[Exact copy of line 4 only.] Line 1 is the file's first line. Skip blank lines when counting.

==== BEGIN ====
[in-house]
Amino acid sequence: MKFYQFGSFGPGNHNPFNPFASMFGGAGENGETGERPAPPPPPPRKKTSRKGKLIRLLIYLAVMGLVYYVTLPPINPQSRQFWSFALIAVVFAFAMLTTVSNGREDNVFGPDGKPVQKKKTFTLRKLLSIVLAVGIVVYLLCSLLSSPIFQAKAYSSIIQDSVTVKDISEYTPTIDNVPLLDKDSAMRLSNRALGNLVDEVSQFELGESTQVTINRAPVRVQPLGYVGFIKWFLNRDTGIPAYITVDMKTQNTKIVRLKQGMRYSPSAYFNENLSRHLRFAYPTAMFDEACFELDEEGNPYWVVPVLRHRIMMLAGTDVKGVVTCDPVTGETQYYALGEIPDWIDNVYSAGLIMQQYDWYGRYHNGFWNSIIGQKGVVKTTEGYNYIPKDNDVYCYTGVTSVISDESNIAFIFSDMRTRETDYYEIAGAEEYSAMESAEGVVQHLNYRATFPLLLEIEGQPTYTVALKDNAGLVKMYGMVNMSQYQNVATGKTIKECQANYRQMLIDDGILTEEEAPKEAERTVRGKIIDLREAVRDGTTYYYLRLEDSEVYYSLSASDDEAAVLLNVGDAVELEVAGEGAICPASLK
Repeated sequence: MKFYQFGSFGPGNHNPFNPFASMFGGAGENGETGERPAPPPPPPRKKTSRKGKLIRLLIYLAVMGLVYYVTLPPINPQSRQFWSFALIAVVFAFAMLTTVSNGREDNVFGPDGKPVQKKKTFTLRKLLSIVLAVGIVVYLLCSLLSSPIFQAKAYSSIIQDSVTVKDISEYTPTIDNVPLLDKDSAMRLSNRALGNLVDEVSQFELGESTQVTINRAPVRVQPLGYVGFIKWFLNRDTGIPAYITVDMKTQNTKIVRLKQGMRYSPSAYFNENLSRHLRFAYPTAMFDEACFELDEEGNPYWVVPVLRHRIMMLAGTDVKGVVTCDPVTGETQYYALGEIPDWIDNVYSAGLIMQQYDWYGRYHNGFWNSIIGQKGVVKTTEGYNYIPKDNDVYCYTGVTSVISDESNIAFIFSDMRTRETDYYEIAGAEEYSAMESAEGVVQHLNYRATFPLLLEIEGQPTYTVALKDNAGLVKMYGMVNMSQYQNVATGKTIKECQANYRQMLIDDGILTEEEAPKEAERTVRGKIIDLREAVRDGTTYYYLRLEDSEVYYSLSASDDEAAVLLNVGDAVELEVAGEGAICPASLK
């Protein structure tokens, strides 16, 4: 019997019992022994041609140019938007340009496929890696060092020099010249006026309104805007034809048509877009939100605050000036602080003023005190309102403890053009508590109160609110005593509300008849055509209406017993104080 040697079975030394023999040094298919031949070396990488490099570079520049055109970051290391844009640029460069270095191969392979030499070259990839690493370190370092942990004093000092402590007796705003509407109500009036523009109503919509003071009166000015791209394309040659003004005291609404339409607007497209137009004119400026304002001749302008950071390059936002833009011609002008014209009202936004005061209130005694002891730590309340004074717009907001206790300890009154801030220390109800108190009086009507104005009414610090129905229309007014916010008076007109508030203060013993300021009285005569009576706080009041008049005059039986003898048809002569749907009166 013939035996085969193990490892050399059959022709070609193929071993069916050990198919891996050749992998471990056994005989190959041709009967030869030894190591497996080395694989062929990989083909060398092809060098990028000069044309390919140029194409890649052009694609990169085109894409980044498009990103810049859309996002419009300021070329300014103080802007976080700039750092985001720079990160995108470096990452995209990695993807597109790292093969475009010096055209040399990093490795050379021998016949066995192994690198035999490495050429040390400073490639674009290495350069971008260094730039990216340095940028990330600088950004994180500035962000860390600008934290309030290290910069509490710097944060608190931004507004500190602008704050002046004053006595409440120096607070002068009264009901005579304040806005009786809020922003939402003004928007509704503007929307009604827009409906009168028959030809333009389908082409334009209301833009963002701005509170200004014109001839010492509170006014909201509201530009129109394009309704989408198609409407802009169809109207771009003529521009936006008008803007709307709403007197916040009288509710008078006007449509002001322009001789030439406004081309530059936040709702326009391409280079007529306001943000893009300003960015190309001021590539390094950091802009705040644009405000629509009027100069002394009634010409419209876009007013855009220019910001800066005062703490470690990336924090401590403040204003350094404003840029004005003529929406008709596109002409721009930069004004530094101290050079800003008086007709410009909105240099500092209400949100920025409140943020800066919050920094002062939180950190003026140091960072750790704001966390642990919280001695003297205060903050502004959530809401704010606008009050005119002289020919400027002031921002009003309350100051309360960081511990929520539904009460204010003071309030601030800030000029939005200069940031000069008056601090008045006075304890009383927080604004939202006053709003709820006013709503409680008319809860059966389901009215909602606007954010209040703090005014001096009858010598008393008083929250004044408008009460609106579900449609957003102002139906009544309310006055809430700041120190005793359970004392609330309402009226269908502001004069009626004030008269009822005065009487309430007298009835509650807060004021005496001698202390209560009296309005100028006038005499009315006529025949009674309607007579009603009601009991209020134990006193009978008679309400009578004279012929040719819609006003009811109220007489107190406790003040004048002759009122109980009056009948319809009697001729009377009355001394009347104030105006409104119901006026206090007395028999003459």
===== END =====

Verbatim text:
């Protein structure tokens, strides 16, 4: 019997019992022994041609140019938007340009496929890696060092020099010249006026309104805007034809048509877009939100605050000036602080003023005190309102403890053009508590109160609110005593509300008849055509209406017993104080 040697079975030394023999040094298919031949070396990488490099570079520049055109970051290391844009640029460069270095191969392979030499070259990839690493370190370092942990004093000092402590007796705003509407109500009036523009109503919509003071009166000015791209394309040659003004005291609404339409607007497209137009004119400026304002001749302008950071390059936002833009011609002008014209009202936004005061209130005694002891730590309340004074717009907001206790300890009154801030220390109800108190009086009507104005009414610090129905229309007014916010008076007109508030203060013993300021009285005569009576706080009041008049005059039986003898048809002569749907009166 013939035996085969193990490892050399059959022709070609193929071993069916050990198919891996050749992998471990056994005989190959041709009967030869030894190591497996080395694989062929990989083909060398092809060098990028000069044309390919140029194409890649052009694609990169085109894409980044498009990103810049859309996002419009300021070329300014103080802007976080700039750092985001720079990160995108470096990452995209990695993807597109790292093969475009010096055209040399990093490795050379021998016949066995192994690198035999490495050429040390400073490639674009290495350069971008260094730039990216340095940028990330600088950004994180500035962000860390600008934290309030290290910069509490710097944060608190931004507004500190602008704050002046004053006595409440120096607070002068009264009901005579304040806005009786809020922003939402003004928007509704503007929307009604827009409906009168028959030809333009389908082409334009209301833009963002701005509170200004014109001839010492509170006014909201509201530009129109394009309704989408198609409407802009169809109207771009003529521009936006008008803007709307709403007197916040009288509710008078006007449509002001322009001789030439406004081309530059936040709702326009391409280079007529306001943000893009300003960015190309001021590539390094950091802009705040644009405000629509009027100069002394009634010409419209876009007013855009220019910001800066005062703490470690990336924090401590403040204003350094404003840029004005003529929406008709596109002409721009930069004004530094101290050079800003008086007709410009909105240099500092209400949100920025409140943020800066919050920094002062939180950190003026140091960072750790704001966390642990919280001695003297205060903050502004959530809401704010606008009050005119002289020919400027002031921002009003309350100051309360960081511990929520539904009460204010003071309030601030800030000029939005200069940031000069008056601090008045006075304890009383927080604004939202006053709003709820006013709503409680008319809860059966389901009215909602606007954010209040703090005014001096009858010598008393008083929250004044408008009460609106579900449609957003102002139906009544309310006055809430700041120190005793359970004392609330309402009226269908502001004069009626004030008269009822005065009487309430007298009835509650807060004021005496001698202390209560009296309005100028006038005499009315006529025949009674309607007579009603009601009991209020134990006193009978008679309400009578004279012929040719819609006003009811109220007489107190406790003040004048002759009122109980009056009948319809009697001729009377009355001394009347104030105006409104119901006026206090007395028999003459």